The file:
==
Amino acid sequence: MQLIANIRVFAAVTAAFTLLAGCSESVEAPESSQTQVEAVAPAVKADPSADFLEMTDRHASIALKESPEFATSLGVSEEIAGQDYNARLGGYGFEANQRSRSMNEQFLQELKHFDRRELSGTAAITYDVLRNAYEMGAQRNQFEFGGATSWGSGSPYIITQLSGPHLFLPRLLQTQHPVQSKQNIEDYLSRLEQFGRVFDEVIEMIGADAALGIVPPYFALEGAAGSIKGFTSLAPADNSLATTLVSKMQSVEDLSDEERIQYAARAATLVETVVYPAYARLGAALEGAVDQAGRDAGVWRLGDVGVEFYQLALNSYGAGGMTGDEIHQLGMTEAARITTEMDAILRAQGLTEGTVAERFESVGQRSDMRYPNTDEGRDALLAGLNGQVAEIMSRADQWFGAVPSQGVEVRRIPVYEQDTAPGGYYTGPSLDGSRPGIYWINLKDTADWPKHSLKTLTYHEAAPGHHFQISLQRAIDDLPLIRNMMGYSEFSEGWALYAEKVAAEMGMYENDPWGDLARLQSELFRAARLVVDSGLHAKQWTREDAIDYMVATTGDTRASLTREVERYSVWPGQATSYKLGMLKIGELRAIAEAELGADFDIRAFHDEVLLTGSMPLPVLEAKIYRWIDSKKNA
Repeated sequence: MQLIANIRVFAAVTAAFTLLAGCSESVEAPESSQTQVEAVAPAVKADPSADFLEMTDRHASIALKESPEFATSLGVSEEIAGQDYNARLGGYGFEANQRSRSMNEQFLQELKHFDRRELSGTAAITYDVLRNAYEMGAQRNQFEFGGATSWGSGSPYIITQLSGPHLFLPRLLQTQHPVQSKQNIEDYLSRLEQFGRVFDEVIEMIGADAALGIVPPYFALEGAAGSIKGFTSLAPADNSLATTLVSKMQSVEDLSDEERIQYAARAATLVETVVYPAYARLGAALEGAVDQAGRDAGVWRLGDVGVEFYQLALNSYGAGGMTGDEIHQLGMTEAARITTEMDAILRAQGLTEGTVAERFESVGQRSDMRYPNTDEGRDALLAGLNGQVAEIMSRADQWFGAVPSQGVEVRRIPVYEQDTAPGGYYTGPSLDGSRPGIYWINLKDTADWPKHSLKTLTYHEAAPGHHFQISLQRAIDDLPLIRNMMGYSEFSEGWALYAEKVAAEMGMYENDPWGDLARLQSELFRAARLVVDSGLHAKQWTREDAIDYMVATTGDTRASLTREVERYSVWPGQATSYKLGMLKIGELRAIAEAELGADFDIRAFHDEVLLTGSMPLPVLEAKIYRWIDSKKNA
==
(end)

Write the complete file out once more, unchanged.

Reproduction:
Amino acid sequence: MQLIANIRVFAAVTAAFTLLAGCSESVEAPESSQTQVEAVAPAVKADPSADFLEMTDRHASIALKESPEFATSLGVSEEIAGQDYNARLGGYGFEANQRSRSMNEQFLQELKHFDRRELSGTAAITYDVLRNAYEMGAQRNQFEFGGATSWGSGSPYIITQLSGPHLFLPRLLQTQHPVQSKQNIEDYLSRLEQFGRVFDEVIEMIGADAALGIVPPYFALEGAAGSIKGFTSLAPADNSLATTLVSKMQSVEDLSDEERIQYAARAATLVETVVYPAYARLGAALEGAVDQAGRDAGVWRLGDVGVEFYQLALNSYGAGGMTGDEIHQLGMTEAARITTEMDAILRAQGLTEGTVAERFESVGQRSDMRYPNTDEGRDALLAGLNGQVAEIMSRADQWFGAVPSQGVEVRRIPVYEQDTAPGGYYTGPSLDGSRPGIYWINLKDTADWPKHSLKTLTYHEAAPGHHFQISLQRAIDDLPLIRNMMGYSEFSEGWALYAEKVAAEMGMYENDPWGDLARLQSELFRAARLVVDSGLHAKQWTREDAIDYMVATTGDTRASLTREVERYSVWPGQATSYKLGMLKIGELRAIAEAELGADFDIRAFHDEVLLTGSMPLPVLEAKIYRWIDSKKNA
Repeated sequence: MQLIANIRVFAAVTAAFTLLAGCSESVEAPESSQTQVEAVAPAVKADPSADFLEMTDRHASIALKESPEFATSLGVSEEIAGQDYNARLGGYGFEANQRSRSMNEQFLQELKHFDRRELSGTAAITYDVLRNAYEMGAQRNQFEFGGATSWGSGSPYIITQLSGPHLFLPRLLQTQHPVQSKQNIEDYLSRLEQFGRVFDEVIEMIGADAALGIVPPYFALEGAAGSIKGFTSLAPADNSLATTLVSKMQSVEDLSDEERIQYAARAATLVETVVYPAYARLGAALEGAVDQAGRDAGVWRLGDVGVEFYQLALNSYGAGGMTGDEIHQLGMTEAARITTEMDAILRAQGLTEGTVAERFESVGQRSDMRYPNTDEGRDALLAGLNGQVAEIMSRADQWFGAVPSQGVEVRRIPVYEQDTAPGGYYTGPSLDGSRPGIYWINLKDTADWPKHSLKTLTYHEAAPGHHFQISLQRAIDDLPLIRNMMGYSEFSEGWALYAEKVAAEMGMYENDPWGDLARLQSELFRAARLVVDSGLHAKQWTREDAIDYMVATTGDTRASLTREVERYSVWPGQATSYKLGMLKIGELRAIAEAELGADFDIRAFHDEVLLTGSMPLPVLEAKIYRWIDSKKNA